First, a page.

Commentator Megyn Kelly in December. (Chris Pizzello/Invision via Associated Press)
Media critic

In her debut hosting her own mid-morning television show, Megyn Kelly:

  • Spent three segments promoting her own network’s reboot of the fantastic sitcom “Will and Grace,” which, as Kelly made sure viewers knew, would air this coming Thursday at 9 p.m.;
  • Hung out with other stars of the NBC a.m., including Matt Lauer, Savannah Guthrie, Craig Melvin et al.;
  • Welcomed a tray of mimosas;
  • And said, “Now let’s get hammered,” as if it were all right to encourage drunkenness at 9:30 in the morning.

At the end of the hour, Kelly introduced a segment titled “Settle for More” — which is the title of her 2016 memoir — and profiled Sister Donna Liette, a nun who does social outreach in a violent neighborhood on Chicago’s South Side. “How do you break through?” Kelly asked Liette, who responded that the youths around her neck of the woods crave love and support. NBC arranged for contributions from Coldwell Banker and Ace Hardware to assist in sprucing up a property in Liette’s neighborhood.

As for substance, that’s about it. You were forewarned on that front, too: In her promotional tour, Kelly said she wanted to get away from politics and talk with regular people. Speaking with Elle magazine, Kelly reflected on her days as a Fox News assassin: “I can unleash my legal cross-examination skills on any blowhard politician whenever I want. It’s not like I’ve lost that magic. I am not one-dimensional. I can do many things. What I’m trying to do is find more joy for myself personally and for my viewers, as opposed to just deconstructing political arguments that we all know are bulls–––, which is useful but not that fun.”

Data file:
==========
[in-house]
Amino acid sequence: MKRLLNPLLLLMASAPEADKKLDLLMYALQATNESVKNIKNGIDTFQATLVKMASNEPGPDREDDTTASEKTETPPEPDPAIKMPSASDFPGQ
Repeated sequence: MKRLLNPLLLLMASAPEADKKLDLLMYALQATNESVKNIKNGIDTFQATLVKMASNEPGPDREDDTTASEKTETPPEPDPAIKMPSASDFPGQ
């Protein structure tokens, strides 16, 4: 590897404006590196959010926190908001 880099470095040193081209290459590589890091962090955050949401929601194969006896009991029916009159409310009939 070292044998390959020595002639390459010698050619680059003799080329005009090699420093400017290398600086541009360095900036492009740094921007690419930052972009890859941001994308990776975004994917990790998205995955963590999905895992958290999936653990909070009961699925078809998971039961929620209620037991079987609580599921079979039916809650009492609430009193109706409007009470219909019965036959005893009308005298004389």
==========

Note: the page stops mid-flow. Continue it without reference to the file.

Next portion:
How much fun is Kelly? Well, she appeared to be making quite an effort to appear loose and collegial on the set of “Megyn Kelly Today” on Monday morning. That’s understandable, however. “I’m so excited. So excited, I’m also a little nervous,” she admitted at the outset of Monday’s show.

It was her first day, after all, in a format that’s foreign to her old gig. Sure, there are still cameras, makeup, segments, sets and the like, but that’s where the overlaps end. Whereas Kelly’s job once called for her to bludgeon the appropriate people — generally liberals — at the right time, her new charge is to be relatable, likable, vivacious, etc. Toward that end, Kelly introduced herself as a native of the great Capital District of New York State and spotlighted her mother in the audience, among other get-to-know-you gestures. As we noted last week, becoming a successful daytime solo TV host is a tough thing to do.

To make her audience aware of what’s coming, Kelly joked on Monday morning, “We will be dissecting the latest tweet from President Trump. Oh no, we will not be doing that. No, we will not be doing that. The truth is, I’m kind of done with politics for now,” she said, inviting viewers to “have a laugh with us, a smile, sometimes a tear — and maybe a little hope to start your day. Some fun! That’s what we want to be doing. Some fun.”

That’s indeed what they want to be doing, along with serial in-house promo segments, other corporate tie-ins and a pre-noon boozing exhortation. Best of luck, Megyn Kelly, with mid-morning network television; we’ll check in from time to time, but we prefer the industry sector you just left — cable news, with its cyclical rehashing of topics, shallow analysis and unforgivable distortions. It’s still better than programmatic “fun.”